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Thursday, 14 May 2009

More from 'Beasts and Saints'

As you may have noticed from previous posts, I have a gentle addiction to that delightful book ‘Beasts and Saints’ translated from the Latin by Helen Waddell. I find these stories magical in the best sense of the word, and I love to read and re-read them. They are filled with a simplicity, and love and respect for God and His Creation, which is truly infectious. I find them a wonderful tonic, especially on a grey day, and I hope that you too will enjoy these little gems.



The first story today concerns ‘The death of King Teudiric’ which in the words of the translator, “belongs to that century and country about the Severn Sea, which is the matrix of the legend of Arthur and the last fight with heathendom. It is embedded in the Book of Llan Dav, among charters and boundaries, its purpose there being to explain the possession by the bishops of Llandaff of the lands about Mathern, free of tax or impost to any secular man, inasmuch as Mouric gave the earth upon which his father died, to St Oudouceus, Bishop of Llandaff, and his successors in the see, for ever. St Oudouceus died early in the seventh century: the book was compiled in the twelfth: but the story, like its more famous counterpart, has the quality of timelessness.”

The Death of King Teudiric

“King Teudiric had kept peace and justice with his people for the years that he held kingship, till such time as he laid aside the temporal power for ever, in that he commended his kingdom to his son Mouric, and began to live a hermit life in the cliffs of Tintern. But while he was in that life, the Saxons began to invade his land against Mouric his son, and beyond himself there was none to help, that his son might not be driven from his inheritance by strangers. Of Teudiric it was said in the days when he held his kingdom, that never had he been vanquished by the enemy but ever was the victor, and that once his face was seen in the battle-line straightway the enemy were driven to flight. And the night before, the angel of the Lord said to him: “Tomorrow go to the help of the people of God against the enemies of the Church of Christ, and the foe shall turn their face in flight as far as Brockwere, and do thou stand armed in the battle-line, and when thy face as in time past is seen and known, they shall take to flight. And hereafter for XXX years they shall not dare to come against thy country in thy son’s time, and the men of thy land and their sons that come after them shall be in quiet peace: and thou thyself shalt be wounded with a thrust above Tintern, and after three days thou shalt die in peace”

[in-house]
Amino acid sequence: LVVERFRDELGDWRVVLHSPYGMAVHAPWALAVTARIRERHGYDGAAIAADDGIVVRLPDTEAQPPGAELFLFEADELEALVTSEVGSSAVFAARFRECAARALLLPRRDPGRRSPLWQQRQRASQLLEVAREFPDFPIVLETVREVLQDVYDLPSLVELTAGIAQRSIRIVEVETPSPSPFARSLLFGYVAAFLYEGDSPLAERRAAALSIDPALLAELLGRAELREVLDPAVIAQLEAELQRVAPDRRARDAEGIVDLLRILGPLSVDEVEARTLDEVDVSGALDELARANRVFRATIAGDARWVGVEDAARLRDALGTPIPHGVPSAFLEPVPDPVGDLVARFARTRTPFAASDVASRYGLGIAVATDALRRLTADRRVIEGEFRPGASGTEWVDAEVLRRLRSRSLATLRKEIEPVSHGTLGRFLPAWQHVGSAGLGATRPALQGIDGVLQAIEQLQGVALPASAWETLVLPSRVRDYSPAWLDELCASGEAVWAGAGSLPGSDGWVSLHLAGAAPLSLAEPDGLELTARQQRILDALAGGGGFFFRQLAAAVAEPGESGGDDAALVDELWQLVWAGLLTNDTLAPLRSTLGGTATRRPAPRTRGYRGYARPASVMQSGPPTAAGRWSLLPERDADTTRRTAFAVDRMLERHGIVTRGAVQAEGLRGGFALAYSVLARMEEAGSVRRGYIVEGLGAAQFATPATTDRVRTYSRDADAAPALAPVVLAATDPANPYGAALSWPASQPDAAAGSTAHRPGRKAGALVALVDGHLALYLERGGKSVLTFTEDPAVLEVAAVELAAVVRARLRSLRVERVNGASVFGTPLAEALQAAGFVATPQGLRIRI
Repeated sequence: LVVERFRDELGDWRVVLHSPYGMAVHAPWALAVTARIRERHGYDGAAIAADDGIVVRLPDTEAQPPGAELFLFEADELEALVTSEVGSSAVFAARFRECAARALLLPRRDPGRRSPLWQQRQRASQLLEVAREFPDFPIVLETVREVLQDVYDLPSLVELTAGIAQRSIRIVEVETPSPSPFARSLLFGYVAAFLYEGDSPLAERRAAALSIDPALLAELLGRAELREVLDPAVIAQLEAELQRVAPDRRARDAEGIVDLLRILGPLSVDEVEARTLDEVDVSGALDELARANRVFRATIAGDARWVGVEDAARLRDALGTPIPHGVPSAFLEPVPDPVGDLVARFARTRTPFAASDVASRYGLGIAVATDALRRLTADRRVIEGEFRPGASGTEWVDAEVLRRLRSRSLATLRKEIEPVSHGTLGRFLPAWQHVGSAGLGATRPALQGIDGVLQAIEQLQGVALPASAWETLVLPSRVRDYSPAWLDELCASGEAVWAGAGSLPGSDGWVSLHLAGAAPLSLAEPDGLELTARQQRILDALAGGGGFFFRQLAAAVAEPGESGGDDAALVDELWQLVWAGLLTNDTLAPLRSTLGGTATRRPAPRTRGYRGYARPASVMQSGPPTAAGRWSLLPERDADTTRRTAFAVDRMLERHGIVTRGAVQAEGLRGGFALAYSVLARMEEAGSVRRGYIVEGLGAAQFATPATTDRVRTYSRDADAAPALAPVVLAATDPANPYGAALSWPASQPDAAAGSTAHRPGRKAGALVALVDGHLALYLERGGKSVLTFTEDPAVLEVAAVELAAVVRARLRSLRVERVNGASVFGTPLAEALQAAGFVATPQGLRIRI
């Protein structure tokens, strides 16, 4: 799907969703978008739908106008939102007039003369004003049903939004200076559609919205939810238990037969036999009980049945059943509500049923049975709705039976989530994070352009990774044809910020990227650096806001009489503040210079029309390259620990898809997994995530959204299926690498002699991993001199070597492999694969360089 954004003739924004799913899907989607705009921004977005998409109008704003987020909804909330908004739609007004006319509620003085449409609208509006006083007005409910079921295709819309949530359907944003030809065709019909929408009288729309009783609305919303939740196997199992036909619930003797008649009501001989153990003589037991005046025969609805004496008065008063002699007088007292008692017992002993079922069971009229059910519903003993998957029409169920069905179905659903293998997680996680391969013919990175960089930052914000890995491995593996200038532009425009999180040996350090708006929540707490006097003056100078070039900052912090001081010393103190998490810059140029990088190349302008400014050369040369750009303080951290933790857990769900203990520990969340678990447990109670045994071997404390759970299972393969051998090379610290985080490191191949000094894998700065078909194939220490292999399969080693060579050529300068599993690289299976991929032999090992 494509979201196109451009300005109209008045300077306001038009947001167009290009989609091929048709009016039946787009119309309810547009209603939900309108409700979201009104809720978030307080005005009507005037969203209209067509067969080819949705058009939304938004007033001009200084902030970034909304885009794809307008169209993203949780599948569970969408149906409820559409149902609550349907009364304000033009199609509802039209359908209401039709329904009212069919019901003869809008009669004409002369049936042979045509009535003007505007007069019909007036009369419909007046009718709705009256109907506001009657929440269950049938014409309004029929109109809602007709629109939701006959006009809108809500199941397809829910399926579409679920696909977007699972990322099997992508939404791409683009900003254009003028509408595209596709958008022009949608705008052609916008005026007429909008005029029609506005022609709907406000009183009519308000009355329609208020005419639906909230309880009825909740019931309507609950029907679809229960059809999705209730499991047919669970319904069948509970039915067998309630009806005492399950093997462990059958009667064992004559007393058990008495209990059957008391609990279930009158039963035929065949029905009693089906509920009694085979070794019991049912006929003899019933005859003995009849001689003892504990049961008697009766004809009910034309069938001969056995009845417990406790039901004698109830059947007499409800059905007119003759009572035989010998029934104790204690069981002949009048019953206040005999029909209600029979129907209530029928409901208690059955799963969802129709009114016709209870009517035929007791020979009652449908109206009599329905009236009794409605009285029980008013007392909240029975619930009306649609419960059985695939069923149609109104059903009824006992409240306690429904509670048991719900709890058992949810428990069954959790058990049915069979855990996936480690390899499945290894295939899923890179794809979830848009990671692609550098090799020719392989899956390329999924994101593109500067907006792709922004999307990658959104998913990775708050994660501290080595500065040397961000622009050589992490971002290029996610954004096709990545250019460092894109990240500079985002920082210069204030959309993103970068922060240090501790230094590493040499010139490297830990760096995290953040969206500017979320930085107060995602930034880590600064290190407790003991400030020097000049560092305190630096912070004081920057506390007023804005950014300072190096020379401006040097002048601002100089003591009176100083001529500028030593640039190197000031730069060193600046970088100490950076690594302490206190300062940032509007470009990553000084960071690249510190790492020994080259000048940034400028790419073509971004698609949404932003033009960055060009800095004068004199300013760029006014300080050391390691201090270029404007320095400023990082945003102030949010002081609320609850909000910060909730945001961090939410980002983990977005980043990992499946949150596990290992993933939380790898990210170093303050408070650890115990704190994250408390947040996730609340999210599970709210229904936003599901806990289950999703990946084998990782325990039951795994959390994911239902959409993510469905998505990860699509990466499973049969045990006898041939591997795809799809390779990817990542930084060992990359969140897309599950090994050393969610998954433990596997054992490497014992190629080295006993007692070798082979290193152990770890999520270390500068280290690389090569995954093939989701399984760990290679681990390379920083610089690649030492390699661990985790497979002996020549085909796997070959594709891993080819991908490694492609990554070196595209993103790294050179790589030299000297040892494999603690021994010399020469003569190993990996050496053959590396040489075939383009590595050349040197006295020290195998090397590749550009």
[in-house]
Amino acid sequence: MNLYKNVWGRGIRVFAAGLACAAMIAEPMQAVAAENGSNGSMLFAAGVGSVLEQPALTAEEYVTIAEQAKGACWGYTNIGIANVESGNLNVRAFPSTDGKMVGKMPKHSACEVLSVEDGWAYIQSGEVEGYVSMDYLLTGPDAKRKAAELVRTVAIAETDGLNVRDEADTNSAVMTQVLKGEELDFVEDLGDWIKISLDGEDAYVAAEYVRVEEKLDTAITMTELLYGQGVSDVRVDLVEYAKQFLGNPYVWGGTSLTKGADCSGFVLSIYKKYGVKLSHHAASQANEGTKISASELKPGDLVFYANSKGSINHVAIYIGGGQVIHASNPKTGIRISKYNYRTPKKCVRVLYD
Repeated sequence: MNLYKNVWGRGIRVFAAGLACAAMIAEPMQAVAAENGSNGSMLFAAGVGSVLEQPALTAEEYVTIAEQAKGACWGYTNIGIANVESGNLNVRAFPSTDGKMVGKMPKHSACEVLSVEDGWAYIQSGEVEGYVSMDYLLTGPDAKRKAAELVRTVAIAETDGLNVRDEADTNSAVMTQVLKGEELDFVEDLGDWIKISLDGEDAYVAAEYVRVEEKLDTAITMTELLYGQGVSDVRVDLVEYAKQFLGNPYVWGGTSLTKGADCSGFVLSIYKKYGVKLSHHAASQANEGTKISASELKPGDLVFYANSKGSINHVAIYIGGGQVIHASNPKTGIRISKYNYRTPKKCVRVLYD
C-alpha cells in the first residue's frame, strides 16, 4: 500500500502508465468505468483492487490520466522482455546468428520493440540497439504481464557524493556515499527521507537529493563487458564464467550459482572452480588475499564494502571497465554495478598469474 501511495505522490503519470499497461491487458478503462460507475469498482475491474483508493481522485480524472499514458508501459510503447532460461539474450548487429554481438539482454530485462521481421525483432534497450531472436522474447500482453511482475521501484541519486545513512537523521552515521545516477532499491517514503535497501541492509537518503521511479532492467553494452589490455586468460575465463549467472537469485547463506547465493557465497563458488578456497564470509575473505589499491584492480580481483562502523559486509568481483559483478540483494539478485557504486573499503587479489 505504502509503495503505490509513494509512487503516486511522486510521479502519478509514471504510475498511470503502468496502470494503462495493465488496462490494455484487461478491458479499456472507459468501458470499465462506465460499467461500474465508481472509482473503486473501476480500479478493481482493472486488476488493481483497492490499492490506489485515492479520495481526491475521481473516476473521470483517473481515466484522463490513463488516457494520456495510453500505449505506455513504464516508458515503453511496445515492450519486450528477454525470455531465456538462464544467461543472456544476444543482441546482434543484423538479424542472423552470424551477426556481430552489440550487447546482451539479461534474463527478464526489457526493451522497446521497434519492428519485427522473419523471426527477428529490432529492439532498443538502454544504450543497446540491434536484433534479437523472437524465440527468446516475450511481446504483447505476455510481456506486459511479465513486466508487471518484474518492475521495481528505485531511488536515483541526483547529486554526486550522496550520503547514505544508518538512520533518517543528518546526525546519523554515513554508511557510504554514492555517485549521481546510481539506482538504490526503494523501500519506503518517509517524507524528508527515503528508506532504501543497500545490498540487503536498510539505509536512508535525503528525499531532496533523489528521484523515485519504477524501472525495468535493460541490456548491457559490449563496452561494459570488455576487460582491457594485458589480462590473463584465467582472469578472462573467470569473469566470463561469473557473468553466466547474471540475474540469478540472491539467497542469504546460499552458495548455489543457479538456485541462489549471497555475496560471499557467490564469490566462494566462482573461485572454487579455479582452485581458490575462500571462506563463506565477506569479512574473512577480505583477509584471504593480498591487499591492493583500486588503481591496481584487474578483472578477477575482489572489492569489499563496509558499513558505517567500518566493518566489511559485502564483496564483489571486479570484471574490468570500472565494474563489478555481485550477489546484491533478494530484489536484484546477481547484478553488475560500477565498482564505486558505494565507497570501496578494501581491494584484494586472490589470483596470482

So in the morning he rose as the army of Mouric, his son, came by, and he mounted his horse and rode with them, joyous of the bidding of the angel. And he stood in armour in the battle-line above the bank of the Wye near Tintern ford. And at the sight of his face they turned their backs and fled, yet one of them hurled a lance and the lance wounded him even as he had been told, and he rejoiced over it, as a man rejoices over the rout of his foe and the taking of the spoil. Then Mouric, his son, returning victorious with the captured spoil, would have his father come with him. And he said, “I will not go from this place until my Lord Jesus Christ shall bear me hence to the place of my desire, to the island of Echni, where I have willed to lie after my death”
And in the morning at dawn, there were two stags yoked and ready with his bier before his lodging. And the man of God, knowing that they were sent on God’s behalf, ascended the bier; and wherever they rested, there springs welled up, until they came to a place beside a meadow towards the Severn Sea. And after they had come to that place, a spring of clearest water welled up and swept the bier asunder, and straightway he commended his soul to God and bade the stags depart: and there he remained alone, and after a while gave up the ghost.”